Molly Waters, senior technical specialist, Avery Dennison Graphics Solutions, believes overlaminates really emerged to the forefront in the last 12 months due to their abilitity of changing “the appearance of color change or chrome wraps by modifying the finish.”
Software solutions continue to evolve by improving efficiency. Fully integrated workflow solutions and standalone products are mission critical tools in most print shops.
“Software solutions have made automation in the print shop easier, so as business increases there are fewer mistakes with less human interaction required. Technologies such as JDF and integration tools make it easier for different software solutions to work together,” explains Bryan Manwaring, director of product marketing, Onyx Graphics, Inc.
For standalone, Jessica Blevins, product specialist, S-One Holdings Corporation, looks to ecommerce websites, or Web to print (W2P) functionalities. “These have opened more opportunity for customization and on demand printing in the décor market. Existing or new print shops are using this business model as an entry channel into new markets.”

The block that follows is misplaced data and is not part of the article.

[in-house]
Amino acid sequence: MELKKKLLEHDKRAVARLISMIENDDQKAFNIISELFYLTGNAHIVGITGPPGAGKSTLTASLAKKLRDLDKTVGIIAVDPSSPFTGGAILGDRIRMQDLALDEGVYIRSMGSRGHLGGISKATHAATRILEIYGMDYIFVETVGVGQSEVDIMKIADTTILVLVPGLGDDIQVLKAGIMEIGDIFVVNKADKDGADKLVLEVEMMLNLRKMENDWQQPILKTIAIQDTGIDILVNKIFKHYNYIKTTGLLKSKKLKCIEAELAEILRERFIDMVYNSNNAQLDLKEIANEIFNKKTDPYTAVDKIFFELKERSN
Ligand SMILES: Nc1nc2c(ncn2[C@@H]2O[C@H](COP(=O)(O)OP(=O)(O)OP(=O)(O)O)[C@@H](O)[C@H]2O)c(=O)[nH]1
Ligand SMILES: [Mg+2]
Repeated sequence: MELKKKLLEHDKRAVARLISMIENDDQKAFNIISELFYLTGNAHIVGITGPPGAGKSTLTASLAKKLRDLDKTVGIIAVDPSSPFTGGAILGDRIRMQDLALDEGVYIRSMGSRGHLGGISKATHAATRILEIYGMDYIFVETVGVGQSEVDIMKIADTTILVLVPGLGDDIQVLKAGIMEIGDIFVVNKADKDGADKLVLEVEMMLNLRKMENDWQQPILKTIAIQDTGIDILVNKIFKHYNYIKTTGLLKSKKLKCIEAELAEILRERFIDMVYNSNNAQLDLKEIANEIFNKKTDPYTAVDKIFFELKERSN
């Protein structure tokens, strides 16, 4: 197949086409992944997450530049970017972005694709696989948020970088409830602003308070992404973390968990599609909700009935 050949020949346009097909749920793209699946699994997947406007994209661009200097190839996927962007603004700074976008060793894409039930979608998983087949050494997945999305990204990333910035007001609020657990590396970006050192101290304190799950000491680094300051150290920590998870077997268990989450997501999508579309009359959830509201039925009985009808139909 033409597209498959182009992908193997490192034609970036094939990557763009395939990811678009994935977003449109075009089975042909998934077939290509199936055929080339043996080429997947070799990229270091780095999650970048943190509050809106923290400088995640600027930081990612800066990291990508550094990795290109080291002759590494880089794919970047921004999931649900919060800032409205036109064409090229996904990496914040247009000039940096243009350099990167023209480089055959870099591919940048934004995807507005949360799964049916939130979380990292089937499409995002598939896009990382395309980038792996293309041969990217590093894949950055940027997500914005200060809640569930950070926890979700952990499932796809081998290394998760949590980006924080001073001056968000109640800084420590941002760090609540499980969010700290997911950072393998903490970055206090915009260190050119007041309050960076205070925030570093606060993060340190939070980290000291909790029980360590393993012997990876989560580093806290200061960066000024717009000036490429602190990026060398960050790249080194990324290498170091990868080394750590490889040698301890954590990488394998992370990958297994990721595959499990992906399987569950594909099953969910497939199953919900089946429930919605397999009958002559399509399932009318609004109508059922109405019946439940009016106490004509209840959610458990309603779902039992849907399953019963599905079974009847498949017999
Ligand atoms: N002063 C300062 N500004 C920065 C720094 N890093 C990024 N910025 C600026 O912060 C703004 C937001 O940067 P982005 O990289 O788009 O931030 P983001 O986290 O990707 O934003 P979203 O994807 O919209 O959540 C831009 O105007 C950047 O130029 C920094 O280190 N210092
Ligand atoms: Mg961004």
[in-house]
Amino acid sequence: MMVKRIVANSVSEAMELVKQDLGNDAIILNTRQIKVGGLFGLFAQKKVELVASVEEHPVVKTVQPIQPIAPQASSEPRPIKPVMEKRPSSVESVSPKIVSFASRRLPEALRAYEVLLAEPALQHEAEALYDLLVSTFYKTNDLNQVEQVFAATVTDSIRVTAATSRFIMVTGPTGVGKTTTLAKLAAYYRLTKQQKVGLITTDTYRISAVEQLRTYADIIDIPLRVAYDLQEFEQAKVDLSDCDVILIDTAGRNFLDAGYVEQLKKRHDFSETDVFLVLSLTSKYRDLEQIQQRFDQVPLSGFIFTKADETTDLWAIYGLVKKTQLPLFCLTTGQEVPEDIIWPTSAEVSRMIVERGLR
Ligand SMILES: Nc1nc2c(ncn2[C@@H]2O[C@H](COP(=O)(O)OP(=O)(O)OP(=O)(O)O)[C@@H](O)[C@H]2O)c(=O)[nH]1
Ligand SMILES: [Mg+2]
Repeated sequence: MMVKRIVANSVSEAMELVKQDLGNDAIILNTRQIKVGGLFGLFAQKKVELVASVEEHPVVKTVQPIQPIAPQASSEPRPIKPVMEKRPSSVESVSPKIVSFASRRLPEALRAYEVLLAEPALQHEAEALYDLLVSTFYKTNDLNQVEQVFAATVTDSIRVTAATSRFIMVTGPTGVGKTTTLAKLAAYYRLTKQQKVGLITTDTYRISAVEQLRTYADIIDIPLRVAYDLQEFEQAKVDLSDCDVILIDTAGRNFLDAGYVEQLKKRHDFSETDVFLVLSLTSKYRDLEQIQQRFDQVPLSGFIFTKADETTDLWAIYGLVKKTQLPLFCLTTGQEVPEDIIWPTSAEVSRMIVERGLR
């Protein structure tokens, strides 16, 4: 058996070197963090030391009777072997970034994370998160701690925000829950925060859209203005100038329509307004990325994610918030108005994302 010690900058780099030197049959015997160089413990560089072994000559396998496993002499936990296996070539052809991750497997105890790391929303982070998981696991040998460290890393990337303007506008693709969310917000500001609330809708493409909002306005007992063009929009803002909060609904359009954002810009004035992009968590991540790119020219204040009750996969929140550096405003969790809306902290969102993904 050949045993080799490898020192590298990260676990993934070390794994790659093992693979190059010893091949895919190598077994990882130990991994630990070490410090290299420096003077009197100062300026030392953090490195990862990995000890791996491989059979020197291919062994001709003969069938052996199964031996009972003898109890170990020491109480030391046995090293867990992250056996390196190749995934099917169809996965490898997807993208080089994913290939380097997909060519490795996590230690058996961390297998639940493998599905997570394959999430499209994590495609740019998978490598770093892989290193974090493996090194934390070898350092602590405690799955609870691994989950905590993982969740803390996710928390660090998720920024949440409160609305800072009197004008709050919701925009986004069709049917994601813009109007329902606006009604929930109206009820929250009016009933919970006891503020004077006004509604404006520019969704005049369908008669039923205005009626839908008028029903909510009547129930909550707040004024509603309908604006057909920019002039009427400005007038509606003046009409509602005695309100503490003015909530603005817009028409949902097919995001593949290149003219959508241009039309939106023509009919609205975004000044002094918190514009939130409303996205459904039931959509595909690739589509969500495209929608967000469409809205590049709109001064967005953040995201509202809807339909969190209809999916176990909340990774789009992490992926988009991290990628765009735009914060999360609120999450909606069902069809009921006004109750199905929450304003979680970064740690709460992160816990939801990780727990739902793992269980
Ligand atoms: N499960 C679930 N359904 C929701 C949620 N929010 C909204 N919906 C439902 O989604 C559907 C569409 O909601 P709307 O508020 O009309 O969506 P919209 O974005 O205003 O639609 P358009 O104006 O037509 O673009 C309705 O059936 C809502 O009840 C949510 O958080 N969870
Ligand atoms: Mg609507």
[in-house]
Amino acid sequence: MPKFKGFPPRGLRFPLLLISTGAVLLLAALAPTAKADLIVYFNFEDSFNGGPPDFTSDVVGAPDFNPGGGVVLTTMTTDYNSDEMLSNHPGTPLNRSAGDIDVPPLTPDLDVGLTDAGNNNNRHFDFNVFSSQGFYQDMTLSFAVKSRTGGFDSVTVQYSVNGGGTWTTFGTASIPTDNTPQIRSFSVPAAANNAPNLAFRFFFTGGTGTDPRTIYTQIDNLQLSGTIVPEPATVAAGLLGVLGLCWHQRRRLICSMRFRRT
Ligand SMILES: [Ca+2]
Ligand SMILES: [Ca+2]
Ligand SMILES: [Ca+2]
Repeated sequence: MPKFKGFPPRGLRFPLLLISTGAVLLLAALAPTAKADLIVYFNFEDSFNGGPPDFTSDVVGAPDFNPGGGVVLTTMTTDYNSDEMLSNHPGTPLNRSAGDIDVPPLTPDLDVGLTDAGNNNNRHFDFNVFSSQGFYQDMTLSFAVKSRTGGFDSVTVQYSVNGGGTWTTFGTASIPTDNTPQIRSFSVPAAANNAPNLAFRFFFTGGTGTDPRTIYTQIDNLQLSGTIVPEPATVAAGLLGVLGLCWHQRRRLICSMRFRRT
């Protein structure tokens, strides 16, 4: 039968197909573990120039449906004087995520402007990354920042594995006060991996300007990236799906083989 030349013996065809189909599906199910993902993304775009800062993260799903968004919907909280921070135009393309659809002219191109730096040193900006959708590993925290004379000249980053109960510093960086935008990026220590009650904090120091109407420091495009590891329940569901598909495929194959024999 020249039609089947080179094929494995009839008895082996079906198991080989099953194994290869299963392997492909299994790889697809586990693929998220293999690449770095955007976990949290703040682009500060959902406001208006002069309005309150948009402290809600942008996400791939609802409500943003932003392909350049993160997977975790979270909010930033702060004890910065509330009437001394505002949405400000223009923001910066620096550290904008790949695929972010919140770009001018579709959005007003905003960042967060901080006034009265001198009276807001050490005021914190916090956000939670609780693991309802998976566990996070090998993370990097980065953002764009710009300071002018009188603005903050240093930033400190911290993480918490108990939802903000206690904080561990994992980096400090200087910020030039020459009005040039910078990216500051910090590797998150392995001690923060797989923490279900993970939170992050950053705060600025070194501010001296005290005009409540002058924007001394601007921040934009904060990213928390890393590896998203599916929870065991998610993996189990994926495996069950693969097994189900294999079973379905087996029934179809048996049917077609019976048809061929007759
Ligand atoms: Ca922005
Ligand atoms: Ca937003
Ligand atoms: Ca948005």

“I see more print providers building a stronger web presence and catering to customers outside their immediate geographic area. W2P in an era of increasing demand for personalization makes it very convenient for customers to now shop for their printing online and for print providers to promote new applications and services,” adds Randy Paar, manager, marketing – display graphics, large format solutions, Canon Solutions America (CSA).
New Spin on Old Tricks
While the graphic arts’ history is rich in banners and signs, its future looks to unique applications that print providers can offer both existing and new clients. Customization is prevalent in these newest applications, designed to generate more revenue for print providers.
Traditional marketing and advertising buyers rely on PSPs to find ways to get their clients’ messages across in a media-rich world. “Unique applications provide print buyers with an effective way to communicate their advertising and promotional messages and leave a lasting impression on the end consumer,” shares Deborah Hutcheson, director of marketing, NAFTA, Agfa Graphics.